By Franco Adailton
"Now, São Roque do Paragauçu looks like a ghost town, but before, it was so pretty to see that sea of people arriving from work," says Alexandre Chaves, 34, currently unemployed, about the time when the shipyard Enseada Paraguaçu was bringing wealth to the town of Maragojipe, Bahia.
Built by a consortium made up by Odebrecht, Kawasaki, OAS and UTC, the enterprise fell into disgrace in 2014 after three of the four companies - only the Japanese Kawasaki was not involved - were denounced in Operation Car Wash, along with rig and drilling ship company Sete Brasil. The resulting crisis froze the shipyard's activities and killed 7,642 direct jobs.
Almost 90% of the workers lived in nearby towns, like Salinas das Margaridas, Nazaré, Santo Antônio de Jesus and Maragojipe. The latter was hit the worst, with 3,588 jobs closed in 2015 - 75% of all formal work positions in town.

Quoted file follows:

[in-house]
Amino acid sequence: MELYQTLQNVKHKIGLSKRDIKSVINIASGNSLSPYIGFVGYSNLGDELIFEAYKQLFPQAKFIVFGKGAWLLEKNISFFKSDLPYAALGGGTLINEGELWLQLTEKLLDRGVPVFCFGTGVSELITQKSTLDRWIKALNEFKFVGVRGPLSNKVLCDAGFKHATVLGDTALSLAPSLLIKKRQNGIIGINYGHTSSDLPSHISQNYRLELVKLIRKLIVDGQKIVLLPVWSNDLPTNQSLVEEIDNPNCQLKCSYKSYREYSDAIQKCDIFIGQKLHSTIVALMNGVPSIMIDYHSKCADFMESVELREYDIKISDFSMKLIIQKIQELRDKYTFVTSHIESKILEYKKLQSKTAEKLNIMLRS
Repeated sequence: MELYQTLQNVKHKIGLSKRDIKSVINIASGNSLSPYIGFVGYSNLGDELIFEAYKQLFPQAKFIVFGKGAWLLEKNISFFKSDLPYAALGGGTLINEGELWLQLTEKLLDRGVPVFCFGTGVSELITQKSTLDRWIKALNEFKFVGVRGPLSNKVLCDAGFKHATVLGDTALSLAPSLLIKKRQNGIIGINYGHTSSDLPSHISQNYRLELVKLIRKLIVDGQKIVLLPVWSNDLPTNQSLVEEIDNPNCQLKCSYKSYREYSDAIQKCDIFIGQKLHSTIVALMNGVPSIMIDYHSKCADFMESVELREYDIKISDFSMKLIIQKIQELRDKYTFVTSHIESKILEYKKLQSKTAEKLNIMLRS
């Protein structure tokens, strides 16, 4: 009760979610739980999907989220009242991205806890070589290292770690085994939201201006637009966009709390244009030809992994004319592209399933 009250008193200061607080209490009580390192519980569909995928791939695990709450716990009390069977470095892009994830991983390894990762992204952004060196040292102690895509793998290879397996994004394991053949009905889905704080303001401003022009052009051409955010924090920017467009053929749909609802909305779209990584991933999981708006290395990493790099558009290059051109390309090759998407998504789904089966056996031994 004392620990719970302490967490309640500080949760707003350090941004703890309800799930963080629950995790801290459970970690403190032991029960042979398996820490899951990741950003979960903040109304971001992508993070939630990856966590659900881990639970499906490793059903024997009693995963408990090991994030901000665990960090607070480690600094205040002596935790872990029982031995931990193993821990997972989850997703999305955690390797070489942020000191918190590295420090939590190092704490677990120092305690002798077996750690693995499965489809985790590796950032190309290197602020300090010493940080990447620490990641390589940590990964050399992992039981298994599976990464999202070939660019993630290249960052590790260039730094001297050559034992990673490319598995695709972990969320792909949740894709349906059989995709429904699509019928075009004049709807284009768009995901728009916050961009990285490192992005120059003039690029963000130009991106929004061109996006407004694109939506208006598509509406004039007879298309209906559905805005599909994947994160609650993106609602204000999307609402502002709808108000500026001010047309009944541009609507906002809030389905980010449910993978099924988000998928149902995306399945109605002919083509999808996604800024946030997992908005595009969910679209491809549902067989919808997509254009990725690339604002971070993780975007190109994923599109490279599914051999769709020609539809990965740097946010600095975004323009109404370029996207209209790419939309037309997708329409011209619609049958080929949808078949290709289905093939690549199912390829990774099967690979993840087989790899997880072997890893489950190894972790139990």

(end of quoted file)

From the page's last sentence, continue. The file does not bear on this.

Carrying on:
The frenzy around the shipyard's construction caused 7,000 businesses to open in the surroundings. But since the recession's beginning, between 2014 and early 2016, R$ 96 million (US$ 26 million) left the local economy.
Shop owners who had good profits during the shipyard's peak, from 2012 to 2015, went bankrupt. Today, empty streets, closed stores and properties for sale or rent portrait the residents' dismay.
Manoel dos Santos, aka Bira, invested R$ 3 million (US$ 800,000) to expand his hotel, called Ponto Dez, established in São Roque do Paraguaçu since 2005. But he had to stop the construction work, which was nearly done when the first rumors about Operation Car Wash started to circulate.
The intent was to go from 29 to 103 rooms. Bira not only left the work unfinished but also had to close another inn, with 21 rooms.
"We're not close by God's mercy. May He enlighten the next president, because although the shipyard is a private venture, it depends on public funding."
Translated by NATASHA MADOV
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